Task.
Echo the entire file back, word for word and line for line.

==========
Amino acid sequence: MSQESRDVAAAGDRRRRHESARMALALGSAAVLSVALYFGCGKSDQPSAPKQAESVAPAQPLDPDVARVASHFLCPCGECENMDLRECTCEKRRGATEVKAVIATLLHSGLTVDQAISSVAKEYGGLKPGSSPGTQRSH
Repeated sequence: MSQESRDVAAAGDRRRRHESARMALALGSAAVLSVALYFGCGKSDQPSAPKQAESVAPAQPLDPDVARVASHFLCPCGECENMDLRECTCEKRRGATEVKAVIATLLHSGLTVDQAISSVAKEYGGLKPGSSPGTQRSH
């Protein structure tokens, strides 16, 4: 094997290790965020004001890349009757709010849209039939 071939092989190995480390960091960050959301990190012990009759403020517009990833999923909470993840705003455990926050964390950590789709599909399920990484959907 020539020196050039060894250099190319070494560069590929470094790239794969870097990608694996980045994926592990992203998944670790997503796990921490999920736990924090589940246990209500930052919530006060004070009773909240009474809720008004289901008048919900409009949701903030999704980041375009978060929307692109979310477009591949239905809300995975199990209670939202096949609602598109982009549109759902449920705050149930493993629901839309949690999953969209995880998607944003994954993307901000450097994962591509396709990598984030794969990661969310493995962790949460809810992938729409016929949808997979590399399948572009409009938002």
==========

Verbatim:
Amino acid sequence: MSQESRDVAAAGDRRRRHESARMALALGSAAVLSVALYFGCGKSDQPSAPKQAESVAPAQPLDPDVARVASHFLCPCGECENMDLRECTCEKRRGATEVKAVIATLLHSGLTVDQAISSVAKEYGGLKPGSSPGTQRSH
Repeated sequence: MSQESRDVAAAGDRRRRHESARMALALGSAAVLSVALYFGCGKSDQPSAPKQAESVAPAQPLDPDVARVASHFLCPCGECENMDLRECTCEKRRGATEVKAVIATLLHSGLTVDQAISSVAKEYGGLKPGSSPGTQRSH
């Protein structure tokens, strides 16, 4: 094997290790965020004001890349009757709010849209039939 071939092989190995480390960091960050959301990190012990009759403020517009990833999923909470993840705003455990926050964390950590789709599909399920990484959907 020539020196050039060894250099190319070494560069590929470094790239794969870097990608694996980045994926592990992203998944670790997503796990921490999920736990924090589940246990209500930052919530006060004070009773909240009474809720008004289901008048919900409009949701903030999704980041375009978060929307692109979310477009591949239905809300995975199990209670939202096949609602598109982009549109759902449920705050149930493993629901839309949690999953969209995880998607944003994954993307901000450097994962591509396709990598984030794969990661969310493995962790949460809810992938729409016929949808997979590399399948572009409009938002």